Every application, environment, or system requires some level of configuration. Configuration formats, such as the
ini format to plain text-based files, have waxed and waned in popularity over the years. As application and system needs have evolved, so has the configuration complexity and structure that’s required.
Today a multitude of configuration formats exist, but some have taken center stage in modern cloud environments. XML, JSON, YAML, and HCL support complex configurations, each with their advantages and disadvantages.
Among the first structured configuration languages, XML has been around for decades. XML first entered the scene in 1998 with W3C’s version 1.0 specification. Designed for general use and simplicity, XML became the underpinning of many transport languages, services, and configuration formats.
Despite XML’s ubiquity in the world of computing, newer configuration languages are overtaking XML’s dominance. There are still many situations where the structured nature of XML and its flexibility works best for complex configurations. Simple configuration languages, such as JSON, work for many applications, but when you need proper validation, schema, and namespace support, XML is often best.
When should you use XML?
- XML is a generalized language that easily allows different formats to be realized from a common syntax.
- Schemas exist for validation and creation of custom types, while namespaces avoid collisions between elements.
- XPath and XQuery facilitate complex queries into XML documents.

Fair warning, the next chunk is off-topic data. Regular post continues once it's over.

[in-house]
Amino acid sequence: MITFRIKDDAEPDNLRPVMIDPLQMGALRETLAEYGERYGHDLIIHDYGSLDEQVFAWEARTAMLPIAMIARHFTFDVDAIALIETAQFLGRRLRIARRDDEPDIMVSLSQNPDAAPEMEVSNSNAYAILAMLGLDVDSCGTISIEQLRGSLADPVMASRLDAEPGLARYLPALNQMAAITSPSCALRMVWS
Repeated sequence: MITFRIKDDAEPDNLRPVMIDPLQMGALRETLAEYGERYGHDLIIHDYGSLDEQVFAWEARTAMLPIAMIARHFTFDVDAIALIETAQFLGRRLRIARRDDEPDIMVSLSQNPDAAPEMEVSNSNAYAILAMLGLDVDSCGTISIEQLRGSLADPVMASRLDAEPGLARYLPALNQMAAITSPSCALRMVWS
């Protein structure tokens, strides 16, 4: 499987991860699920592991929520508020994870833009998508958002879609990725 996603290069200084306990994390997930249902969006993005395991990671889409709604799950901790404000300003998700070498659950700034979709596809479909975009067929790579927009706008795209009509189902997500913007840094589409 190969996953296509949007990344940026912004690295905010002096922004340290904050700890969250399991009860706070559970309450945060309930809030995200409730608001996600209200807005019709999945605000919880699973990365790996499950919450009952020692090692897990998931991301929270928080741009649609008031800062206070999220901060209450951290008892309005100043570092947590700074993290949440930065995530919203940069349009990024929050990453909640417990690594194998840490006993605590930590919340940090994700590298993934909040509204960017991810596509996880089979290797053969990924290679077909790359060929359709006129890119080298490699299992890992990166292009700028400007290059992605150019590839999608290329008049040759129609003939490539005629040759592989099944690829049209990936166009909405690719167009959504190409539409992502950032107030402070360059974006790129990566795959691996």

When should you not use XML?
- The XML language is verbose and often contains redundant syntax.
- With the higher verbosity comes increased storage capacity and bandwidth needs.
- Not considered easily human-readable due to the descriptive nature of elements.
In contrast to XML, JSON offers a simpler alternative. With a clean and easy to use syntax, JSON has taken over many configuration setups. Developers appreciate the simplicity and speed of processing that JSON offers. One of the most common languages in use today, JSON is popular despite the drawbacks inherent in its design.
When should you use JSON?
- In contrast to XML, far more human-readable due to a more compact syntax.
- Simpler syntax with limited markup.
- Quick for systems and languages to parse.
- JSONPath, similar to XPath, is available for complex queries.
When should you not use JSON?
- Limited data type support containing only strings, numbers, JSON object, array, boolean, and null.
- No namespace, comment, or attribute support.
- Simple structures may not support complex configurations.
First known as Yet Another Markup Language, the official definition changed to express a data focus over a document focus. Created in 2001, YAML does not have a formal W3C specification. The latest YAML 1.2 specifications have been stable since 2009. Intended for defining configurations instead of as a data transport language, YAML is very human-readable.
Despite the differences in how YAML may look to JSON, YAML is a superset of JSON. As a superset of JSON, a valid YAML file can contain JSON. Additionally, JSON can transform into YAML as well. YAML itself can also contain JSON within its configuration files.